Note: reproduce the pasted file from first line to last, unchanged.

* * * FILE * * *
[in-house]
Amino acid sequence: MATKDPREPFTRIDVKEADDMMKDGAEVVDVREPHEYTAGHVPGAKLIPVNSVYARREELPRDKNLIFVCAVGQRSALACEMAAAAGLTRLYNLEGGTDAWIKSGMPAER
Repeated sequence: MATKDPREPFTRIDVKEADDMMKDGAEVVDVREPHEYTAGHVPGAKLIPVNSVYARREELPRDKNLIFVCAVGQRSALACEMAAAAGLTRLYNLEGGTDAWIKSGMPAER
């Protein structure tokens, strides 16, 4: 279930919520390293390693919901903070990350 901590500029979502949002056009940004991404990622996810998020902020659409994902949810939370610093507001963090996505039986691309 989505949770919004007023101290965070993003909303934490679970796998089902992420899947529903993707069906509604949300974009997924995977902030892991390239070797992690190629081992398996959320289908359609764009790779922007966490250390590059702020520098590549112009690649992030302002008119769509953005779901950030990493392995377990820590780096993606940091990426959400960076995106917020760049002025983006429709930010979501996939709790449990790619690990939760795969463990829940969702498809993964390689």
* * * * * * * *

[in-house]
Amino acid sequence: MATKDPREPFTRIDVKEADDMMKDGAEVVDVREPHEYTAGHVPGAKLIPVNSVYARREELPRDKNLIFVCAVGQRSALACEMAAAAGLTRLYNLEGGTDAWIKSGMPAER
Repeated sequence: MATKDPREPFTRIDVKEADDMMKDGAEVVDVREPHEYTAGHVPGAKLIPVNSVYARREELPRDKNLIFVCAVGQRSALACEMAAAAGLTRLYNLEGGTDAWIKSGMPAER
């Protein structure tokens, strides 16, 4: 279930919520390293390693919901903070990350 901590500029979502949002056009940004991404990622996810998020902020659409994902949810939370610093507001963090996505039986691309 989505949770919004007023101290965070993003909303934490679970796998089902992420899947529903993707069906509604949300974009997924995977902030892991390239070797992690190629081992398996959320289908359609764009790779922007966490250390590059702020520098590549112009690649992030302002008119769509953005779901950030990493392995377990820590780096993606940091990426959400960076995106917020760049002025983006429709930010979501996939709790449990790619690990939760795969463990829940969702498809993964390689």